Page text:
Am I Responsible for My Spouse’s Student Loan Debt?

College file for debt

These days, 70% of college graduates leave their years of higher education with not just a degree, but with student loan debt. The average student loan debt held by someone who borrowed for college is $37,132—that’s not small change. It often takes years, sometimes decades, to pay off student loan debt. In the meantime, life goes on, which means that some people with student loan get divorced.

If you are one of them, or your spouse is, you might be wondering what happens to that student loan debt when you part ways. The answer, as with many issues in divorce, depends on the circumstances. The good news for a spouse who does not want to be saddled with the other spouse’s student loan debt is that that debt is often incurred before marriage, making it the other spouse’s separate debt.

Student Loan Debt: Separate or Marital Debt?

First a quick primer on how assets and debt are divided in a divorce. As you may know, Minnesota is an “equitable distribution” state. That means that marital debt and assets are divided equitably, or fairly in light of all the circumstances; in practice, this usually means about equally.

However, not all assets, or debt, are considered marital. Assets and debts acquired by either spouse before the marriage are generally considered separate, and not subject to division in divorce. That said, there are some ways that a debt that was non-marital could become marital. For instance, if you and your spouse took out a home equity loan on your marital home and used $20,000 of the proceeds to pay off your spouse’s student loan, the home equity loan would be the responsibility of both of you, even though it was used for the previously-separate student loan debt belonging to one. Likewise, if you and your spouse consolidated your non-marital student loan debt during your marriage, a court could decide that the consolidated loans are marital debt.

Of course, not all student loans are taken out prior to marriage. Could you be liable for your spouse’s student loan debt if the loan was taken out during the marriage? Possibly. Technically, that loan could be considered marital debt, even though it is only in one spouse’s name, since the debt was taken on during the marriage.

But remember that the court divides marital debt equitably. If one spouse took out a loan to get a professional degree, becoming a doctor or lawyer, they will have increased earnings due to that degree. The court may consider it unfair to burden the other spouse with the student loan debt, especially if the spouse without the degree will not reap the financial benefit of it.

That said, there are circumstances under which it is equitable to assign one spouse a portion of the other’s student loan debt acquired during the marriage. For instance, if you and your spouse used the student loan to pay for your living expenses while your spouse was in school, a court could conclude that it would be fair to divide at least part of the student loan debt incurred while married between you.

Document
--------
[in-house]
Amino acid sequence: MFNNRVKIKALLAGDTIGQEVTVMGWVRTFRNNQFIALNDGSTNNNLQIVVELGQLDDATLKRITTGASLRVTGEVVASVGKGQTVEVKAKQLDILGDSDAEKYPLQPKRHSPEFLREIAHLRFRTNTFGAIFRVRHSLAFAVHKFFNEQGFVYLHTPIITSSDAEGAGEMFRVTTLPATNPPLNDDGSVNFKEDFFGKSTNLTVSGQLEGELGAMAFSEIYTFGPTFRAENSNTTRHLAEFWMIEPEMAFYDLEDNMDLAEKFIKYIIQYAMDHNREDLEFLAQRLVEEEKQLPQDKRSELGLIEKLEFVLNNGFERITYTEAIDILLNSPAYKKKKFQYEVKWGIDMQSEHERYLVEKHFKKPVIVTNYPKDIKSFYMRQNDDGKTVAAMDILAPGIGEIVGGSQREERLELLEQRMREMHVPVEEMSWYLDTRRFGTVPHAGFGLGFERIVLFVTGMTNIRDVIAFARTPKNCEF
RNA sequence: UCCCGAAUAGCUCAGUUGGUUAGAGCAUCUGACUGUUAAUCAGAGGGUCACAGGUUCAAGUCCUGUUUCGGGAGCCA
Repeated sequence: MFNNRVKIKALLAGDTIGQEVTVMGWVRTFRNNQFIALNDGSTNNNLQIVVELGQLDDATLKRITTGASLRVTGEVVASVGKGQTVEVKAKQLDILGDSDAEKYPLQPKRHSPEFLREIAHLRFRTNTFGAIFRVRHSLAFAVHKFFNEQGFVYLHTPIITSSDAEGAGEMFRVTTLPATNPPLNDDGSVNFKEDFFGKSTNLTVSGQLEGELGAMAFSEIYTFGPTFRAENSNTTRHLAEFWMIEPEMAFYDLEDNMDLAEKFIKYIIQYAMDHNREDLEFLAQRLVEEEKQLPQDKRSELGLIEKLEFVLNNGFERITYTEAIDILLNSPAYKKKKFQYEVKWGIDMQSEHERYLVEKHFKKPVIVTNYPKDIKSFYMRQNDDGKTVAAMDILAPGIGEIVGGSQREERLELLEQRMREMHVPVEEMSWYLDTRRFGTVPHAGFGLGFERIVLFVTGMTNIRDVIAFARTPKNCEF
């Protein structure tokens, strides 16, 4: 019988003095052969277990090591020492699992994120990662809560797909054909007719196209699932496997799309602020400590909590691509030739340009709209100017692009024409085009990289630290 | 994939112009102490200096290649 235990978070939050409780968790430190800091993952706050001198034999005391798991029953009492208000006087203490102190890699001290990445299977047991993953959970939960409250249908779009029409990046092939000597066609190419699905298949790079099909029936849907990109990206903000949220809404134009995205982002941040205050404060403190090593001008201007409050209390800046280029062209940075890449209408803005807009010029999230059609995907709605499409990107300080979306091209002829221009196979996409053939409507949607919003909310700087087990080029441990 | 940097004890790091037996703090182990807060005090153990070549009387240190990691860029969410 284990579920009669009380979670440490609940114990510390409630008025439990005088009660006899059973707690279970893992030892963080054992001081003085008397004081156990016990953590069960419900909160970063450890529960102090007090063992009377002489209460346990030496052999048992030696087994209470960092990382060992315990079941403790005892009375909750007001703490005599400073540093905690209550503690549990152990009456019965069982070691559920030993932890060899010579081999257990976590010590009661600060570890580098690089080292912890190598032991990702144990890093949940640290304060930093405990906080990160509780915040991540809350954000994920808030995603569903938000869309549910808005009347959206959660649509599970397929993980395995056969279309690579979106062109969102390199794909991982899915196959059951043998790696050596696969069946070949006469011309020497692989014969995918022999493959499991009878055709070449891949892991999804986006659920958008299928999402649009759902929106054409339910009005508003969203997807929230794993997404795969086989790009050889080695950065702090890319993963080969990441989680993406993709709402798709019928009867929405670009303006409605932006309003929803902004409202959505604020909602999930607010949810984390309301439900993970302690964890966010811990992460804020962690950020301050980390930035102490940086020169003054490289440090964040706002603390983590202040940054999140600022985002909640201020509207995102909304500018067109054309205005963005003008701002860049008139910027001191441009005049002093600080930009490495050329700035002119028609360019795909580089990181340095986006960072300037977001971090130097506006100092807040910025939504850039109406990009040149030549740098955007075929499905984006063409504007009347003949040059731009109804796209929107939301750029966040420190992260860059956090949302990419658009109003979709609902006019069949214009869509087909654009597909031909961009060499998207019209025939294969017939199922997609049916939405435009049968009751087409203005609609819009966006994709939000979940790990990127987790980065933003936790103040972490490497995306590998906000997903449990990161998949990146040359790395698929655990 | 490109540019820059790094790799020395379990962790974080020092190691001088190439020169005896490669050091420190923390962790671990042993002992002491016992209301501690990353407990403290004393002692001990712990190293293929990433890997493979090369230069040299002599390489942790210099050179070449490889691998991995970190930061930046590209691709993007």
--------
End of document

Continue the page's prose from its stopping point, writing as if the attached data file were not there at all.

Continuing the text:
Keeping Student Loan Debt Decisions Out of Divorce Court

Many couples who are overwhelmed by debt and planning to divorce go through bankruptcy together while still married. This allows them to avoid the issue of dividing most debt in their divorce, and can (eventually) lead to an improved credit score after divorce. Unfortunately, most student loan debt is not dischargeable in bankruptcy, so you would still be left with that burden.

If you are concerned about student loan debt, and you don’t want to leave it up to a court to decide how student loan debt will be allocated in your divorce, you have other options. Most divorces—in fact, the vast majority—settle before they go to trial. If you settle your divorce with your spouse, the decision of how student loan debt will be addressed is in your hands.

If you and your spouse are able to reach settlement on your own, terrific. Your attorney can put your agreement into writing and make sure it complies with legal requirements. If you can’t reach an agreement on your own, your respective attorneys can help you negotiate a settlement.  You can also work with a mediator, a neutral party who helps you reach resolution on issues in your divorce.

However you choose to negotiate your divorce, don’t sign a settlement agreement unless you fully understand and are comfortable with the division of assets and debt, including student loan debt. We invite you to contact Mundahl Law to schedule a consultation to discuss your student loan debt and Minnesota divorce.

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